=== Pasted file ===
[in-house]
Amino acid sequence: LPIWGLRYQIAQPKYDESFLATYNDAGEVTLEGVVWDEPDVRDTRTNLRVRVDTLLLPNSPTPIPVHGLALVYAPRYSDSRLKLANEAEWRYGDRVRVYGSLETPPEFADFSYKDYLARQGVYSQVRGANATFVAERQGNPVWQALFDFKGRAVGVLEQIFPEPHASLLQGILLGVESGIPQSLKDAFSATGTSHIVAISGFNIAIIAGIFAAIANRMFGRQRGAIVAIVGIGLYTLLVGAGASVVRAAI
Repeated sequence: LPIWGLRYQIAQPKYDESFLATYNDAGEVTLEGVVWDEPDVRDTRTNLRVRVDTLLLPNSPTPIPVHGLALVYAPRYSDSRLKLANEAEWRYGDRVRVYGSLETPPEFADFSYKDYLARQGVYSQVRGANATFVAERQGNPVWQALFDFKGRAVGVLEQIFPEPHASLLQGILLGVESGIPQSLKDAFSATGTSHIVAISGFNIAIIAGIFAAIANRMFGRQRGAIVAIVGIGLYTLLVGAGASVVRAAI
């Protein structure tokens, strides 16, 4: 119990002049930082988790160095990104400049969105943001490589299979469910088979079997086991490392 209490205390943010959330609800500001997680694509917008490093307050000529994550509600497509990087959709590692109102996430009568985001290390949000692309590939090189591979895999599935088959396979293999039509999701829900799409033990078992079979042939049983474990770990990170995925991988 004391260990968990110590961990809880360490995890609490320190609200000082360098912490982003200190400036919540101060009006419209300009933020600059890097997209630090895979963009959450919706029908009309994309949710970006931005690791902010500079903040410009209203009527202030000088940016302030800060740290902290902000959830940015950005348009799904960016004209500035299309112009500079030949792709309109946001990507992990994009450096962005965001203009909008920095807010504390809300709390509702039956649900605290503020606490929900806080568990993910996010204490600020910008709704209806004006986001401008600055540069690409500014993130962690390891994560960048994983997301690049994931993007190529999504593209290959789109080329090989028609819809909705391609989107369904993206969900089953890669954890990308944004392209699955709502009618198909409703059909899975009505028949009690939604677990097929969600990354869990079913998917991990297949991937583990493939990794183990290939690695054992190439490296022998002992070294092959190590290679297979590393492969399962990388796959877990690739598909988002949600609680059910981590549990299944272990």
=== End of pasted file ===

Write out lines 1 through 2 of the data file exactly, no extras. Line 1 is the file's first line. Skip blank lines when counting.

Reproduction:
[in-house]
Amino acid sequence: LPIWGLRYQIAQPKYDESFLATYNDAGEVTLEGVVWDEPDVRDTRTNLRVRVDTLLLPNSPTPIPVHGLALVYAPRYSDSRLKLANEAEWRYGDRVRVYGSLETPPEFADFSYKDYLARQGVYSQVRGANATFVAERQGNPVWQALFDFKGRAVGVLEQIFPEPHASLLQGILLGVESGIPQSLKDAFSATGTSHIVAISGFNIAIIAGIFAAIANRMFGRQRGAIVAIVGIGLYTLLVGAGASVVRAAI